SANTA MONICA, Calif. (KABC) -- Volunteers with a new non-profit are helping at-risk youth achieve a brighter future.
Urban Fitness 911 is a group providing a safe haven to young women who have overcome devastating childhood experiences.
"I grew up in foster care and my mother sold me for drugs when I was 8-months-old," said 19-year-old Jazmine Falls.
Just three weeks ago, life changed for Falls and six other young women with similar hardships.
They're now enrolled at Santa Monica Community College and living at the Toni Kohn House, a new non-profit, two-and-half-year program dedicated to giving at-risk youth a successful transition from high school to college.
"Just a month ago everything was different, so it's amazing that they swooped in and rescued us," student Kylee Wilson said.
The program is the brainchild Veronica Everett-Boyd, who created Urban Fitness 911 to help underserved high school students.
"My vision was to take a group of kids, put them in a house, give them everything they need, and see what happens," Everett-Boyd said.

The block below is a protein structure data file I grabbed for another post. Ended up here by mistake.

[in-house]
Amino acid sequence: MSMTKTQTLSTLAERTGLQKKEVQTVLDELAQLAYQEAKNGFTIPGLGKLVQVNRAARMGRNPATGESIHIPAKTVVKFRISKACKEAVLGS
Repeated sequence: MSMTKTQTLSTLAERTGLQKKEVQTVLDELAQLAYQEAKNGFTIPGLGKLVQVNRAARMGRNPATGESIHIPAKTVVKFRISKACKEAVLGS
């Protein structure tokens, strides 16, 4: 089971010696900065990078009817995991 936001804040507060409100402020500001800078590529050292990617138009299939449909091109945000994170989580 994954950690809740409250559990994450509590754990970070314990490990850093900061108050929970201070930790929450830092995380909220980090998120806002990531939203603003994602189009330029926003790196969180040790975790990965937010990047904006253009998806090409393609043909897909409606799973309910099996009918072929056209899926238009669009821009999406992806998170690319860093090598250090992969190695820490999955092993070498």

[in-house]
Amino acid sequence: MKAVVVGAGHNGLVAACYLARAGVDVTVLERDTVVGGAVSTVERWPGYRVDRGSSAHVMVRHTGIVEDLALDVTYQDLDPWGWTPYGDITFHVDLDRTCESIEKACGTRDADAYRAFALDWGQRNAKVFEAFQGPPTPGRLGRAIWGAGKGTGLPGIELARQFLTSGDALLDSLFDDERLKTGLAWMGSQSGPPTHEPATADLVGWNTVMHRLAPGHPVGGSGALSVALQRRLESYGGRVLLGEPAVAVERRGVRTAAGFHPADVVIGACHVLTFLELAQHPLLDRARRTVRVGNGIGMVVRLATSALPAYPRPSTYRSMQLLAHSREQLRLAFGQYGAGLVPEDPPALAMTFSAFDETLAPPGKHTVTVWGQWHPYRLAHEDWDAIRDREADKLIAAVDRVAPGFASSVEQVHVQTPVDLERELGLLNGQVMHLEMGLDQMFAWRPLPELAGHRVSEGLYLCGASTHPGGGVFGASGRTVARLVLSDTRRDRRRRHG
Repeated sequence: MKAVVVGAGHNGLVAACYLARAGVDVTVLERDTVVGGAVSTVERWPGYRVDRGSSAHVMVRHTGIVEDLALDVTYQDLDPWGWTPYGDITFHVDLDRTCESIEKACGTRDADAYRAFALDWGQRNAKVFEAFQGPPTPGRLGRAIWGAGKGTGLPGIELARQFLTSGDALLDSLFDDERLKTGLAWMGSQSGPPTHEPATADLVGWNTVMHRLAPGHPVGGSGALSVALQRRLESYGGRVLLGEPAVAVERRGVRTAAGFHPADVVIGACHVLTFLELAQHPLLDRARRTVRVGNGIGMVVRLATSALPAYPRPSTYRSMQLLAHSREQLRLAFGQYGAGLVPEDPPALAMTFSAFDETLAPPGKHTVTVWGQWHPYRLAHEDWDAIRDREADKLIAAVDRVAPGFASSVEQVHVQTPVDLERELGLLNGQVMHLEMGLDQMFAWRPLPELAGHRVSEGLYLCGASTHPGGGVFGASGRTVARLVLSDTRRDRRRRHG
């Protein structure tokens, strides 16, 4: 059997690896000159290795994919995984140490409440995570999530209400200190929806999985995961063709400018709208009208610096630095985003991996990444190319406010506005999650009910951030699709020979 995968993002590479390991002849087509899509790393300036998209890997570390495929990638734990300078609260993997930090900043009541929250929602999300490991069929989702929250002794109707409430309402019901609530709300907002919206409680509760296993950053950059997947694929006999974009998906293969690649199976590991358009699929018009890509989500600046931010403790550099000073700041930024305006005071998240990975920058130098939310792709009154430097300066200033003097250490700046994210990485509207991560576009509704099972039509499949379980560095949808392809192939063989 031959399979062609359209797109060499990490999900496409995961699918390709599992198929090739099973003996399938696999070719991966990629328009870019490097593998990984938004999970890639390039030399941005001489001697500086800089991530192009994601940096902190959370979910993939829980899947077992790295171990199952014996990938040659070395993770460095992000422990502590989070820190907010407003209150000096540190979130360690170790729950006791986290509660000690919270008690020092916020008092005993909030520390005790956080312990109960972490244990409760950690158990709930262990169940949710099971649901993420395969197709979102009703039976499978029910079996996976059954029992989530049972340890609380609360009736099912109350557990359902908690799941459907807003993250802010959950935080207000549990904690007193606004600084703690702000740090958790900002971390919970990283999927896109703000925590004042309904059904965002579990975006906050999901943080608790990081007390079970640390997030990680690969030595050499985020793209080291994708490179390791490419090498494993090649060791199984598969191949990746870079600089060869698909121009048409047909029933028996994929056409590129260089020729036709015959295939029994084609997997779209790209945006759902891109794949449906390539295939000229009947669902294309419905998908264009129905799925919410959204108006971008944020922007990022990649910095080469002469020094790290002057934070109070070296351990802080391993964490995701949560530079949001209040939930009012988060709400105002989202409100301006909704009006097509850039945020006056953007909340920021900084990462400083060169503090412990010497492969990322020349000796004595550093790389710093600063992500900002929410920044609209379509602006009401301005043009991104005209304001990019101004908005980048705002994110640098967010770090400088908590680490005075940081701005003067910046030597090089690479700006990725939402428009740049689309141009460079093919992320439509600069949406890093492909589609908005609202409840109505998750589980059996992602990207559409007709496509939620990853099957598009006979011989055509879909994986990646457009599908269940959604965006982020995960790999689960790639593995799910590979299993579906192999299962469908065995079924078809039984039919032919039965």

One of Everett-Boyd's biggest supporters, 26-year-old Toni Kohn, made the boarding program possible.
She passed away suddenly in 2014 and her family decided they would help make the vision a reality.
"For us it's healing. It gives us meaning to not shut out the world and something good is coming of her passing," said Tessa Kohn, Toni's sister.
The group effort it took to bring the project together is not lost on the young women, who seem determined to succeed.
"They're my angels," student Saprina Howard said. "They're pushing me to be better and I'm going to be better because of them."
Urban Fitness 911 helps at-risk youth attend college
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